Swedish marine technology company Candela is showing off the first images of its P-12 Shuttle flying electric ferry that is expected to begin production later this year.
The flying electric boat rides on hydrofoils that lift it out of the water and help it consume considerably less energy than typical boats. The technology has already been proven on the company’s existing leisure boats and is now headed for commercial maritime use.
The reduced drag of hydrofoils also allows much higher speeds, helping the boat fly up to 30 knots (34 mph or 55 km/h), which makes it the fastest electric ship in the world according to Candela.
The efficient electric watercraft has reduced energy usage per passenger kilometer by 95% compared to current commercial ferries.
The P-12 Shuttle uses the equivalent of just 0.1 kWh of electricity per passenger kilometer. The vessel offers a range of 50 nautical miles at service speed from its 180 kWh battery and uses DC fast charging to recharge its battery in under one hour.
The 12-meter (40 ft.) catamaran is designed to carry 30 passengers and will operate its first route between the Stockholm city center and the suburb of Ekerö next year.
That route currently takes around 55 minutes by subway, bus, or diesel ferry (and the same by car during morning and evening rush hour), but will take around 25 minutes on Candela’s P-12 Shuttle, saving commuters nearly an hour per day.
Part of that time savings also comes from an exemption the P-12 receives in Stockholm’s no wake zones, where conventional boats are required to slow down to under 12 knots to avoid creating a damaging wake. As the P-12 creates virtually zero wake (leaving eerily calm water behind it as I witnessed myself last year), the vessel has received an exemption and can travel at faster speeds even around the city center.
In addition to providing faster commute times than the subway or cars it competes with, the vessel will offer both a cleaner and more efficient alternative to the diesel-based ferries that currently operate that route.
The Region of Stockholm will operate the first P-12 Shuttle next year for a nine-month pilot. If successful, Candela hopes to greatly increase the number of flying electric ferries on the water, not just replacing the current diesel ferries, but also shifting much of the highway traffic to the water instead.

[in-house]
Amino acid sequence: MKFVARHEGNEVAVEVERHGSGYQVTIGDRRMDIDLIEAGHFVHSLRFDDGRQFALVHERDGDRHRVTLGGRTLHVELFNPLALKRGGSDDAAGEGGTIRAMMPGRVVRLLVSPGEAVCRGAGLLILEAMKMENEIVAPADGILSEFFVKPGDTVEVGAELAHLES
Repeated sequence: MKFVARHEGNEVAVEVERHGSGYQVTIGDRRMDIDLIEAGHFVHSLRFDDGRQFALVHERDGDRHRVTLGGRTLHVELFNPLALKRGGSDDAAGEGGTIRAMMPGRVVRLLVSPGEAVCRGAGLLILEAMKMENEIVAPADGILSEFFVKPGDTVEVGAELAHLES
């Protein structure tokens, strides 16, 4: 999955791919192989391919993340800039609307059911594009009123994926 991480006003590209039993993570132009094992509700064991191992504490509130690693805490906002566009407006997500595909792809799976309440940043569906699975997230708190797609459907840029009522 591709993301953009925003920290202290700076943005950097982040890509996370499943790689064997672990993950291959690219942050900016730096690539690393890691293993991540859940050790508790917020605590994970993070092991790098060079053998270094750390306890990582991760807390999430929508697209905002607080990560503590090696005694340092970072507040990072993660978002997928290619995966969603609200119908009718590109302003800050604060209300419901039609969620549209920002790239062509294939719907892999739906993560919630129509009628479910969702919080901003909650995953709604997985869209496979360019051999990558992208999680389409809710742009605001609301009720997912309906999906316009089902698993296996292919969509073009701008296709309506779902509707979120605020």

In preparation of production, the carbon fiber keel for the first P-12 Shuttle will be laid later this year at Candela’s new automated factory in Rotebro, outside Stockholm. The company will use production processes honed over the course of designing and producing a series of electric hydrofoil leisure boats, hoping to eventually produce hundreds of P-12 shuttles per year.
Cities such as Stockholm, New York, and San Francisco make ideal candidates for such electric ferries, where waterways create natural commuter avenues.
The advantages for commuters extend beyond just quicker commute times. Compared to conventional ferries, the flying P-12 Shuttle is considerably smoother thanks to electronic stabilization. The boat’s hydrofoils are computer-controlled, making micro-adjustments 100 times per second to offer a steady and smooth flight path over the water that removes seasickness for sensitive riders.
As vice president of Commercial Vessels at Candela Erik Eklund explained:
There’s no other ship that has this kind of active electronic stabilization. Flying aboard the P-12 Shuttle in rough seas will feel more like being on a modern express train than on a boat: it’s quiet, smooth and stable.
The 30-passenger occupancy of the P-12 Shuttle is said to be a major advantage as well. Stockholm’s current ferries have around a 17% occupancy rate on average, meaning a 300-passenger ship generally carries around 50 commuters.
Smaller and nimbler vessels like the P-12 Shuttle can operate more efficiently, with lower operating costs, and on increased time tables.
That would make the ferry service much more convenient for commuters, as Eklund explained:
Instead of two departures per day, there would be a P-12 Shuttle departing every 11 minutes. This allows commuters to ignore timetables and just go to the dock and wait for the next boat.
With service beginning next year, it won’t be long at all before commuters will be able to set foot on a P-12 Shuttle. Though for anyone hoping to experience a Candela even sooner, feel free to hop in line to buy one of the company’s electric leisure boats. Just don’t expect it to arrive tomorrow – there’s apparently quite a demand.
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